I will admit that I picked Hypocrite in a Pouffy White Dress up off the bargain table at Chapters because I knew it would be light and funny and provide an antidote to the barrage of disturbing reading I’d been doing about the Holocaust. It’s much breezier than my usual Lenten fare, but it is nonfiction, so it counted.
I’ll also admit I was wary of this book because my cousin Julie had recommended it as being hilarious. This is not to suggest that I don’t trust Julie’s taste in books, but rather than she had recommended Susan Jane Gilman to me in the same breath that she was enthusing about David Sedaris. So I read David Sedaris, and that ended very badly for me. I recognize why people find him funny, but the subject matter he writes about is just too dark and disturbing for me to laugh. Since the back cover blurb for Hypocrite in a Pouffy White Dress referred to Gilman as the “female David Sedaris,” I wasn’t tempted to read it — at least, until I needed a breather after Schindler’s List and Night.
So, just to set the record straight: I thought Susan Jane Gilman was much funnier than David Sedaris, and much less disturbing. She’s just my age, and writes candidly and hilariously about growing up in the same era that’s familiar to me, but in a totallydifferent environment: as the child of earnest, non-practicing Jewish semi-hippies in New York City. Her adventures and misadventures are both insightful and hilarious. And, to my surprise, tucked in the middle of this funny funny book, was a piece called “Picnic at Treblinka,” about an assignment Gilman had, as a young journalist, to cover a group of Jewish teenagers on a tour of the concentration camps. Suddenly I was back to my Holocaust reading, but with a totally fresh, irreverent, and wonderfully life-affirming take on the whole thing.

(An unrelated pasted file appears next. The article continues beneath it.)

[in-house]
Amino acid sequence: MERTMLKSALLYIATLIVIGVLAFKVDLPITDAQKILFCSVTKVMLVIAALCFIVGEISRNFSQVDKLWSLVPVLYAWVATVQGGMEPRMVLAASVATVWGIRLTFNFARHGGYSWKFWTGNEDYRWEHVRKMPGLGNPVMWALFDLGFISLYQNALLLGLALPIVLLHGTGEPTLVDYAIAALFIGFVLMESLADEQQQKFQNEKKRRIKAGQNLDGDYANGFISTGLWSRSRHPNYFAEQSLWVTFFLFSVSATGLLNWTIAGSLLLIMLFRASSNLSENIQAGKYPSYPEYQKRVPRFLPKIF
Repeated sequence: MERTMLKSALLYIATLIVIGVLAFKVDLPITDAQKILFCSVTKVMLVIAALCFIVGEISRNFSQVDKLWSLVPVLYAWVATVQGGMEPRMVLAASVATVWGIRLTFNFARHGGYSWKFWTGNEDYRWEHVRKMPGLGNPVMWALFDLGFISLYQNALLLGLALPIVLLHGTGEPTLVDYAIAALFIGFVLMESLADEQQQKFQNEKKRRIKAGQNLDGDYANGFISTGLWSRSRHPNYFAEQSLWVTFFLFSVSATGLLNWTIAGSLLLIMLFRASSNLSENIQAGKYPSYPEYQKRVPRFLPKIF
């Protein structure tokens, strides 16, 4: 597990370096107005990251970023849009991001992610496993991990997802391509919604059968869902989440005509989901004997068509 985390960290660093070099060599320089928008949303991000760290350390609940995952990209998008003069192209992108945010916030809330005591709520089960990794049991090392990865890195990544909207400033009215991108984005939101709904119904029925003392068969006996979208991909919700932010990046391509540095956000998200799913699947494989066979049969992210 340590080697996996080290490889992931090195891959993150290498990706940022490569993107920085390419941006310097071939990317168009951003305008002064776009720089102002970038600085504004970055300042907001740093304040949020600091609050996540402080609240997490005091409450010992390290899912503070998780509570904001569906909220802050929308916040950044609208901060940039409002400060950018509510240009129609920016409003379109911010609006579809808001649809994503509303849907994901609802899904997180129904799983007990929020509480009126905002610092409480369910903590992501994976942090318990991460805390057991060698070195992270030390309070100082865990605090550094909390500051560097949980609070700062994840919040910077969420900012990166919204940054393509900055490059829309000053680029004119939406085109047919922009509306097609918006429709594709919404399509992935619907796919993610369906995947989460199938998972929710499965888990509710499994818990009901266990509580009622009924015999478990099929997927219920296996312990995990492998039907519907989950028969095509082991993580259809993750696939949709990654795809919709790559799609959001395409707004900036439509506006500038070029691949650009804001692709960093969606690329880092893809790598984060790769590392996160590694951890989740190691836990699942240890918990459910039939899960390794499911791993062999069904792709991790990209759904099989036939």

If you like funny memoirs (and whether or not you like David Sedaris) I highly recommend this book.